To a dog person, the three breeds named in Ontario's legislation are so different from each other that virtually any short-haired dog can be construed as a "pit bull" - which is exactly the point. Animal rights organizations lobby for dog breed bans at all levels of government. It suits their agenda of eliminating pet ownership. They manipulate government officials and media people in order to further their goals.
The term "pit bull terrier" was struck as unconstitutionally vague by Ontario's Superior Court of Justice last July, as was the infamous identification section, Section 19, of Bryant's law, which was found to violate the right to trial fairness. The case to have the law overturned moves to the Ontario Court of Appeal in September.
"Pit bull" bans are nothing more than a distraction that allow for the erosion of civil rights: the presumption of innocence, freedom of mobility, protection from search and seizure without due process, equal protection under the law and more. The mythical "pit bull" is a well-crafted red herring and the subject of a longstanding stealth campaign by those whose motives are anything but benign. It also makes an excellent precedent for use against other property owners.
Selma Mulvey Burford
PIT BULL ATTACK DID DAMAGE
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I commend the Whig-Standard for its editorial "Enforce law on pitbulls" (Aug. 6). My wife would definitely second much of what was written about the character of the beast. She was attacked by a pit bull in early April while helping my youngest daughter, who had just taken over a paper route. She considered it fortunate that it was her, and not our daughter, who had to suffer through the ordeal.
The dog was not on a leash but it was inside a house - or it was, at least, until it managed to crash through a storm door and launch itself upon my wife. It was about an 85-pound pit bull. My wife was retreating out the driveway, having deposited a paper in the mailbox. She heard the crash when the dog hit the door and turned around to see what was going on. She barely managed to elevate her arm to protect her face and throat as the dog propelled itself at her. The weight behind the charge knocked her to the pavement - a mixed blessing, as the dog was unable to lock its jaws on to her because its momentum caused it to lose it grip as it passed over her. It then attacked her upper thigh.
Some quick-thinking people from across the street rushed to her aid. Their numbers were enough to cow the dog into breaking off its attack. However, the dog's initial lunge had flayed back a mouth-size piece of flesh on her forearm, which required 13 stitches to reattach. A 14th stitch was required to close a puncture wound in her thigh.
The physical healing took weeks. The mental trauma has been poignant and will probably continue for a good deal longer. The physician who attended her said it could have been much worse if the dog had been able to lock its jaws on to her because there would have been deeper nerve and tissue damage. Another good thing was that the dog was up to date on its shot, so rabies wasn't an issue.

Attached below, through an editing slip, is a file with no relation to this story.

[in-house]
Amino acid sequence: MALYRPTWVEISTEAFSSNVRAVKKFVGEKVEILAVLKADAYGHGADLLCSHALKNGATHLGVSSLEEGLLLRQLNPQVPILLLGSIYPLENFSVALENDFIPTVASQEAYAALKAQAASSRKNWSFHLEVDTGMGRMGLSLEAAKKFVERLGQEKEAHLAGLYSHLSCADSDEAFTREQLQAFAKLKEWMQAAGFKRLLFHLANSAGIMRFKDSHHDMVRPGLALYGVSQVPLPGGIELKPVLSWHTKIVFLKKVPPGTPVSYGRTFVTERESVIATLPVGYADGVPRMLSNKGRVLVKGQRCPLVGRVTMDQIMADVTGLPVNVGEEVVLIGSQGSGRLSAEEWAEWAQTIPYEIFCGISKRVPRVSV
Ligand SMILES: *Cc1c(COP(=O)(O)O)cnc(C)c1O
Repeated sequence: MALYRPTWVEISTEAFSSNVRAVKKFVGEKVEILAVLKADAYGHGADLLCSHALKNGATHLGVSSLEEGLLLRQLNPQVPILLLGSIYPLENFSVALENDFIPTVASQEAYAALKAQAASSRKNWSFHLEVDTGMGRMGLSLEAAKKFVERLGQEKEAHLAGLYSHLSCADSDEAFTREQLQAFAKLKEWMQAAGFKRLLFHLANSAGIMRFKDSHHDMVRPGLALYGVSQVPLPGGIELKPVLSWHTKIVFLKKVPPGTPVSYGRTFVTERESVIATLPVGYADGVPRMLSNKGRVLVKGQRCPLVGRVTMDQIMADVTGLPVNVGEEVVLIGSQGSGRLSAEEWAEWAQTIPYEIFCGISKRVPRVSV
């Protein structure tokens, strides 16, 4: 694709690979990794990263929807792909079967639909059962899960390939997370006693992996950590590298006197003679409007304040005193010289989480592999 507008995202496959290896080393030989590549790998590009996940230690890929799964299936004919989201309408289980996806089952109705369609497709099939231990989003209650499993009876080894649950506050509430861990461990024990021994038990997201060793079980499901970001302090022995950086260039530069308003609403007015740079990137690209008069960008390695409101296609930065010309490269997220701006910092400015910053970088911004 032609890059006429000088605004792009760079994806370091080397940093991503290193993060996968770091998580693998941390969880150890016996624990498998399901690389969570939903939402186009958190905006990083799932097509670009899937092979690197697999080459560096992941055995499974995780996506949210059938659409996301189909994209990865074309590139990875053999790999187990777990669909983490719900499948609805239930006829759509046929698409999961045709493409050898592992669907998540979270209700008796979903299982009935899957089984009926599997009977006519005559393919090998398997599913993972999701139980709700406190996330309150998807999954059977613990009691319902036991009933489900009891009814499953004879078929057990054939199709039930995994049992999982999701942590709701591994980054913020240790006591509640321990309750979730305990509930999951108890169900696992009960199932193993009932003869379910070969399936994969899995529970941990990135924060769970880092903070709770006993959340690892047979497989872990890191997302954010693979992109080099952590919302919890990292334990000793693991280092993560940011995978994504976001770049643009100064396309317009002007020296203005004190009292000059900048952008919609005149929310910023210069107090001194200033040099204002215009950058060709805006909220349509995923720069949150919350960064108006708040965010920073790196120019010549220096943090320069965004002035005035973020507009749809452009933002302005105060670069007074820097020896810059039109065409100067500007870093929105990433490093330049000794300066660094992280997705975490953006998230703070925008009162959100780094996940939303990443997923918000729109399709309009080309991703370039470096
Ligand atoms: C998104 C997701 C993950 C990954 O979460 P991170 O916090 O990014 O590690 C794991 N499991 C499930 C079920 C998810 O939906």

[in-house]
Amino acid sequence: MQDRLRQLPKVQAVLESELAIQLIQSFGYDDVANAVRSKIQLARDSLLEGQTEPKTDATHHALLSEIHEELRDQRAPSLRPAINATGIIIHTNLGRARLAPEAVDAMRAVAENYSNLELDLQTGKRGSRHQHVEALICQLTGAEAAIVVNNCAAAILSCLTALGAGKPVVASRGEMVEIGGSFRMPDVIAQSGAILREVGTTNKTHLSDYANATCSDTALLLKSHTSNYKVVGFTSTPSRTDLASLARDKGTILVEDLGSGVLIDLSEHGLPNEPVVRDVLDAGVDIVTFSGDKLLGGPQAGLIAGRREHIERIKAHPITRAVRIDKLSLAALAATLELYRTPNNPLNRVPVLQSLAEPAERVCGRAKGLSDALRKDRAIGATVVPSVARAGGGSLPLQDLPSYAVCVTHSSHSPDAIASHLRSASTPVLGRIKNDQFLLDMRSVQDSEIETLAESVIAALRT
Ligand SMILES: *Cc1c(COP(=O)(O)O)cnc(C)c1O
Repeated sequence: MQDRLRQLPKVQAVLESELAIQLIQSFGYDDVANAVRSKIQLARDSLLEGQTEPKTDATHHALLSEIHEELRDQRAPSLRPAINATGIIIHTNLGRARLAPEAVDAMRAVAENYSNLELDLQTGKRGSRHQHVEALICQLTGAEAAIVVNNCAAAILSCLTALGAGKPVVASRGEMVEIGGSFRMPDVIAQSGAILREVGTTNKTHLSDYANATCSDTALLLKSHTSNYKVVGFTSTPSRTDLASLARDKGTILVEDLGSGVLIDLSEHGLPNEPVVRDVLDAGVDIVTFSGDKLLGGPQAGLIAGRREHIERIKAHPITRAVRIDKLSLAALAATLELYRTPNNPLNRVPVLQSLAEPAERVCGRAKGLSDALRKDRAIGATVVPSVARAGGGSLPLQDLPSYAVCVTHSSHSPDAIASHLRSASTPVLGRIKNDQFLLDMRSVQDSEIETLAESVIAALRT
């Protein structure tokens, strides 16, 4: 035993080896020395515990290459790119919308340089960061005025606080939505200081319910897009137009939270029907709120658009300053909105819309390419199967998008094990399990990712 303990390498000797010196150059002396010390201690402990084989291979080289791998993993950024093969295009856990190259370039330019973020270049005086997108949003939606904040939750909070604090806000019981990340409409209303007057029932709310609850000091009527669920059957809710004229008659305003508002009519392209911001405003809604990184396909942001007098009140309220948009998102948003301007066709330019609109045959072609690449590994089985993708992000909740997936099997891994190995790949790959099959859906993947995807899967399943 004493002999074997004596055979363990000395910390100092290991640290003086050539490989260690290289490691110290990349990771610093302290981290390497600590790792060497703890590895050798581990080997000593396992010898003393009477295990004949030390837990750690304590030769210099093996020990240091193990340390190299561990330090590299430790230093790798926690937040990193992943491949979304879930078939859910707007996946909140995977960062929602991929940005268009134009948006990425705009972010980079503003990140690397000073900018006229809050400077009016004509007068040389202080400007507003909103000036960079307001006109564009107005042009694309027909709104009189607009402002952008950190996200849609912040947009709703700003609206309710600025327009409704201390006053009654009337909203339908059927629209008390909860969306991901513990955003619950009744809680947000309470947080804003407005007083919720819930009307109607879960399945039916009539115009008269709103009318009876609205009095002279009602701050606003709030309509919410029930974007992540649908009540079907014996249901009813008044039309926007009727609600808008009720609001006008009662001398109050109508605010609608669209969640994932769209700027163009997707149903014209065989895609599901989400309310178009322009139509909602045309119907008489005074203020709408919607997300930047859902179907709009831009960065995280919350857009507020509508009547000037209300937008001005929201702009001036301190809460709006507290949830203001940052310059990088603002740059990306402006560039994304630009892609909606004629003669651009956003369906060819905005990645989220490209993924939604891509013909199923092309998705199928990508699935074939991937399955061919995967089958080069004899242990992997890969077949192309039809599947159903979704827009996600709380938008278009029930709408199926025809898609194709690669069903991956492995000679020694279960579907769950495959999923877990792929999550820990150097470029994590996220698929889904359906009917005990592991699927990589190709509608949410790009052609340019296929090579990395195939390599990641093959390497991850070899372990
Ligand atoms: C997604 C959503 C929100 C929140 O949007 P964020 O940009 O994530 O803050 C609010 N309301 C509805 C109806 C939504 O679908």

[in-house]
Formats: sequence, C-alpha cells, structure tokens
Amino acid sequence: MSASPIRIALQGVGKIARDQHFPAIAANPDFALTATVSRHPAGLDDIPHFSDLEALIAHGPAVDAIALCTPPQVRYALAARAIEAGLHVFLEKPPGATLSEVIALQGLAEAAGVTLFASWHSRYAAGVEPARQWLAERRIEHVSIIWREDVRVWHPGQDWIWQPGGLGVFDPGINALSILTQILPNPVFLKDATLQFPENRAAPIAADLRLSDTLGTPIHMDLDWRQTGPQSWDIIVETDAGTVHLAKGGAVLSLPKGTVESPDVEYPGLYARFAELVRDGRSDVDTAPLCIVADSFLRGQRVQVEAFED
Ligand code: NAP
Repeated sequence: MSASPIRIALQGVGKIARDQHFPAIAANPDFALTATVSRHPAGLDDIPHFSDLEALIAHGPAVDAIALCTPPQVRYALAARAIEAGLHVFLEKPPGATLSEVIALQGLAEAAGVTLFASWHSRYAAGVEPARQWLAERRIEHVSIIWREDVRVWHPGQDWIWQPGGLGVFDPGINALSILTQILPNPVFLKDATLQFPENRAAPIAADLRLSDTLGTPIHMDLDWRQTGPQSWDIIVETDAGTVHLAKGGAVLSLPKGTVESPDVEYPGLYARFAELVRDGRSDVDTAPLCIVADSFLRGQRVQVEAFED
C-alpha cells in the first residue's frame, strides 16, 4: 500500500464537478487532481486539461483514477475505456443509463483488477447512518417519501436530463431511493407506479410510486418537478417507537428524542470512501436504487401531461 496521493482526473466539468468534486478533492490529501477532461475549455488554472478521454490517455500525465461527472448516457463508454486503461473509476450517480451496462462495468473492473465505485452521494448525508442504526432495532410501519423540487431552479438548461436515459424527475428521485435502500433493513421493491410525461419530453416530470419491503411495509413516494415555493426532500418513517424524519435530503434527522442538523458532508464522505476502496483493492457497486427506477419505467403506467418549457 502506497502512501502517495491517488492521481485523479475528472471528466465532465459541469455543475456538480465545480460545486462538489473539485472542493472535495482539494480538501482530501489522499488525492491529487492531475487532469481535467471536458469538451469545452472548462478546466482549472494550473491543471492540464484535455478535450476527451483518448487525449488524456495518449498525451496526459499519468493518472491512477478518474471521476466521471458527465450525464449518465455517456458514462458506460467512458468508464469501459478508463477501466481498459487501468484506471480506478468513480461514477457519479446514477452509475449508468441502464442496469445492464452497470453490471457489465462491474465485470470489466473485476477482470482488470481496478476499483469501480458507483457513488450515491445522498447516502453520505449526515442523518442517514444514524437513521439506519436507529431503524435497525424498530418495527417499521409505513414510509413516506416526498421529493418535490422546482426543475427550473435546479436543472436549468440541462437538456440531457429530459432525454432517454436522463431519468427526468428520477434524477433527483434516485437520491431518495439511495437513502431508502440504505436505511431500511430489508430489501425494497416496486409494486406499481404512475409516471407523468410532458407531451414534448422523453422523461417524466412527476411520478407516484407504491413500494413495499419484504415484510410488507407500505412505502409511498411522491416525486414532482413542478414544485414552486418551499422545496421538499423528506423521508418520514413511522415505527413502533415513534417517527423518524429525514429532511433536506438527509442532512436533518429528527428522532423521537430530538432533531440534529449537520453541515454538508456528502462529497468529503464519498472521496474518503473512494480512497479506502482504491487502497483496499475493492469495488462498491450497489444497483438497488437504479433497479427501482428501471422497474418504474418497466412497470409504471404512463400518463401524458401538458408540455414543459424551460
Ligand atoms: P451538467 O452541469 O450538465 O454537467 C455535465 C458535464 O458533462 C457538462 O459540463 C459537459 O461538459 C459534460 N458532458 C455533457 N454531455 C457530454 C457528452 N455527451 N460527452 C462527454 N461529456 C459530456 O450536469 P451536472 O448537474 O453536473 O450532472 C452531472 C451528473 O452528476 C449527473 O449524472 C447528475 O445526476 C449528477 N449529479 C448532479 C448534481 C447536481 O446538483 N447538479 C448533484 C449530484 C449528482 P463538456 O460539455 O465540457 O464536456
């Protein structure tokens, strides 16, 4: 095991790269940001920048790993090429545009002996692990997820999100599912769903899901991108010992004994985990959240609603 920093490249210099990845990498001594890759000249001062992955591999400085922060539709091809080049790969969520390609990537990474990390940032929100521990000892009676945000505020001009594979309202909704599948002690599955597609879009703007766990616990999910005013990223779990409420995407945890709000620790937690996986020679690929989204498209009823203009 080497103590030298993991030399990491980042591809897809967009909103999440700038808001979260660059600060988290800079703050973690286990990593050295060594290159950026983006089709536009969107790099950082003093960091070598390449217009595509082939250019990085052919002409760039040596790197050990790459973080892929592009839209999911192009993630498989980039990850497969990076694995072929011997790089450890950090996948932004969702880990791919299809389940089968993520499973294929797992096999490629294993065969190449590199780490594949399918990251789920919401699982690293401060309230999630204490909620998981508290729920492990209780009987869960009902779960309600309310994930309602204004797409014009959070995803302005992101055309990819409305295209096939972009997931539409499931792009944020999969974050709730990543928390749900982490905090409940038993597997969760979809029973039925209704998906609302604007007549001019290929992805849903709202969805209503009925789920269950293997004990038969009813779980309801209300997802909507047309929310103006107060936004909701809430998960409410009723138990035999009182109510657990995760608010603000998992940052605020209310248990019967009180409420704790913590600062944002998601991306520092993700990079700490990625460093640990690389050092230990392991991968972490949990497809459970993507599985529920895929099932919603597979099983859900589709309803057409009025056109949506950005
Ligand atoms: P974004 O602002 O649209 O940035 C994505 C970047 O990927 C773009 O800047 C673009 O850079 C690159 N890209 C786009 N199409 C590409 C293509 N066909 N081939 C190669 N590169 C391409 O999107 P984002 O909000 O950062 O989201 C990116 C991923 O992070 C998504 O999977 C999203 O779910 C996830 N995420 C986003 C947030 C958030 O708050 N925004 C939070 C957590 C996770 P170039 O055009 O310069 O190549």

The dog was eventually put down. Of interest was that the individual at the dog pound who looked after it during the quarantine period marvelled at the dog's even temperament. However, someone pointed out to my wife that this is not usual. Apparently after a particularly violent attack, dogs of this breed will slip into something like a state of euphoria.
D. R. Dafoe Kingston
August 13th, 2008, 11:25 AM
Article from Aug 6:
Enforce law on pitbulls
Posted 7 days ago
AWEEKEND PITBULL ATTACK IN OTTAWA SHOULD come as no surprise to anyone, even though the animals are required by law to be on a leash and muzzled at all times when in public.
It could only be a matter of time before a similar attack takes place here in Kingston. Though many owners appear to be complying with the muzzle requirement, the sight of unrestrained pitbulls on city sidewalks is not that uncommon.
News reports from Ottawa said that the dog was about to lunge at a woman after she had been encouraged by its owner to pet it. The woman's boyfriend called to the dog to distract it. The dog attacked him, clamped down on his arm and refused to let go.
The animal, a pitbull mix, wouldn't let go of the man until a police officer arrived and beat it off with a baton. The dog then attacked the officer, who shot it twice.
But even then the dog didn't die. It was later captured and destroyed.
Pitbulls, or Staffordshire bull terriers, are supposed to be a dying breed in Ontario. In 2004, the provincial government passed legislation, in reaction to a spate of attacks, making it illegal to breed them here. All
existing animals were to be spayed or neutered.
Pitbull owners argued at the time that their breed was getting a bad rap and that the only dogs involved in attacks were those trained as guard animals.
The fact is, these dogs have been bred to attack and kill, and are renowned for their ability to clamp down on their prey and hold on tight -just as the one did in Ottawa on the weekend.